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Sunday, July 14, 2024

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VA law prevents utility shutoffs in extreme circumstances; MI construction industry responds to a high number of worker suicides; 500,000 still without power or water in the Houston area; KY experts: Children, and babies at higher risk for heat illness.

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The House passes the SAVE Act, but fails to hold Attorney General Merrick Garland in inherent contempt of Congress, and a proposed federal budget could doom much-needed public services.

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Enticing remote workers to move is a new business strategy in rural America, Eastern Kentucky preservationists want to save the 20th century home of a trailblazing coal miner, and a rule change could help small meat and poultry growers and consumers.

Advocates highlight alternatives to deep-sea mining for NC coast

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Wednesday, July 10, 2024   

Advocates for North Carolina's coastal waters are raising concerns about the risks of deep-sea mining and suggesting alternatives.

The latest report from multiple advocacy groups makes the case there are better ways to meet our critical mineral needs and support clean energy without mining.

Emily Mason, advocate for the group Environment North Carolina, said the report points to reducing electronic waste as a more promising and sustainable way to meet mineral needs.

"The obvious solution is to do what we should be doing anyway and don't make disposable electronics, make good things that last, fix them when they break, and recycle them when we can't fix them," Mason outlined. "Instead of mining the deep sea, which is unnecessary and destructive."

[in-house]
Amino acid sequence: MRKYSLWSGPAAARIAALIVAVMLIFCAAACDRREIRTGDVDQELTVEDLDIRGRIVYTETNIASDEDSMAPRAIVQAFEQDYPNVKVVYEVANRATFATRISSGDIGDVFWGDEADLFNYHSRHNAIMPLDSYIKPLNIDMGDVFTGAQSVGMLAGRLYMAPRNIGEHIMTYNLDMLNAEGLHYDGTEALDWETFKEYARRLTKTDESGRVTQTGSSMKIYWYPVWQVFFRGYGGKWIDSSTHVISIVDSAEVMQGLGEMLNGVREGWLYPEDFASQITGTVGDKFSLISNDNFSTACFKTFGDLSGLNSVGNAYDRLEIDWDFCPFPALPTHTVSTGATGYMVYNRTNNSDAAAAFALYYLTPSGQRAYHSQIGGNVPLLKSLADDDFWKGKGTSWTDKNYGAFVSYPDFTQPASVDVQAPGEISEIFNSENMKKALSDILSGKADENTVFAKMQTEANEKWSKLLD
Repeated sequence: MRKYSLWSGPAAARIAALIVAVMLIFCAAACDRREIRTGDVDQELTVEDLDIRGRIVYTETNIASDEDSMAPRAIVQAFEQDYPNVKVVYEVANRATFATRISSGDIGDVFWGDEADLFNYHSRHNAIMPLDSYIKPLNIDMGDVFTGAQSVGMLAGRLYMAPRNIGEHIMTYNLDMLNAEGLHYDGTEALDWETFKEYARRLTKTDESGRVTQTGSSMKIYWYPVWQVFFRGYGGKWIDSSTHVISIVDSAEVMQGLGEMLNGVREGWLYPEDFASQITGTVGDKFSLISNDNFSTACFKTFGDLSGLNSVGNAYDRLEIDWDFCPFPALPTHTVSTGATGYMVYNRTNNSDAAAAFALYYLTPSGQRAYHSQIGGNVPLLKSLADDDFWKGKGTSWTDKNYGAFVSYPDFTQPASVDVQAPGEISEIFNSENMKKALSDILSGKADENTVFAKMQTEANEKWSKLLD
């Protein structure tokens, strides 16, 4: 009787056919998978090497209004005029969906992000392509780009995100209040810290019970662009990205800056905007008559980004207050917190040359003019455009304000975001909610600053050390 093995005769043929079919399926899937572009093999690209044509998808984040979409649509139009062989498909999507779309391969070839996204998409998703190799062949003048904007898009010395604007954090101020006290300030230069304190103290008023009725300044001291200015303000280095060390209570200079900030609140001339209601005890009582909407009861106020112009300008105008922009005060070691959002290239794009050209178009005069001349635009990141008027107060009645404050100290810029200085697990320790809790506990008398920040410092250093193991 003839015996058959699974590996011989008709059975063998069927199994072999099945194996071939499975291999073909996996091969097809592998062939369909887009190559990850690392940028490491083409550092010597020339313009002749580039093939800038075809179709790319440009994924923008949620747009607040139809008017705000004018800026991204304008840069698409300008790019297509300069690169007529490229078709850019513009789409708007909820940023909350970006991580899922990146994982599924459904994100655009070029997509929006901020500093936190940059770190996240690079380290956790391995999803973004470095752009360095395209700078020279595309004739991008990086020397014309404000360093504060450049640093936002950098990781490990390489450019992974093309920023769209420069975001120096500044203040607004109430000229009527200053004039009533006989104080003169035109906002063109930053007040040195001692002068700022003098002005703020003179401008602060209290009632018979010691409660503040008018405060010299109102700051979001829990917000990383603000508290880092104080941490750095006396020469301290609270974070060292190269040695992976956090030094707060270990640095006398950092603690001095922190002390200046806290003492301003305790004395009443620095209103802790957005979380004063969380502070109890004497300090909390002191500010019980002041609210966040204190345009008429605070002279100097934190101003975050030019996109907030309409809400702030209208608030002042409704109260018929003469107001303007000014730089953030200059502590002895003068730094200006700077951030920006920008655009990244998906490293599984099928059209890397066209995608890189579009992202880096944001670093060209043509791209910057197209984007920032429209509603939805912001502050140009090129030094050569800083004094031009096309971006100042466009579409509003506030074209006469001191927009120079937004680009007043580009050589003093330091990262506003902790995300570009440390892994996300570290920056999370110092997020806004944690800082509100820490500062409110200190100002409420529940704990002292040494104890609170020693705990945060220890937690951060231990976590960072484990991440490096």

She pointed out the report comes as leaders with the International Seabed Authority prepare to meet in Jamaica this month to discuss the topic and for the first time, possibly propose a moratorium on mining. In 2023, the authority missed the deadline to finalize and adopt deep seabed mining regulations.

The report also explained how deep-sea mining operations could irreparably damage vulnerable ecosystems off the coasts. Mason emphasized it underscores the importance of adopting a circular economy reducing the demand for new mineral extraction.

"We can dramatically reduce the amount of mineral extraction both in the short run and over the long haul," Mason contended. "We just need to adopt common sense strategies such as the 'five R's.' And those five R's aren't just your traditional reduce, reuse, and recycle. It's also repairing and reimagining products."

To minimize e-waste, the report calls on state and federal governments to adopt "right to repair" legislation. Research shows extending the lifetime of a product by 50% can reduce material needs by as much as a third; doubling a product's lifetime can reduce material needs by as much as 50%.


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Health and Wellness

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Environment

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Health and Wellness

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Social Issues

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Social Issues

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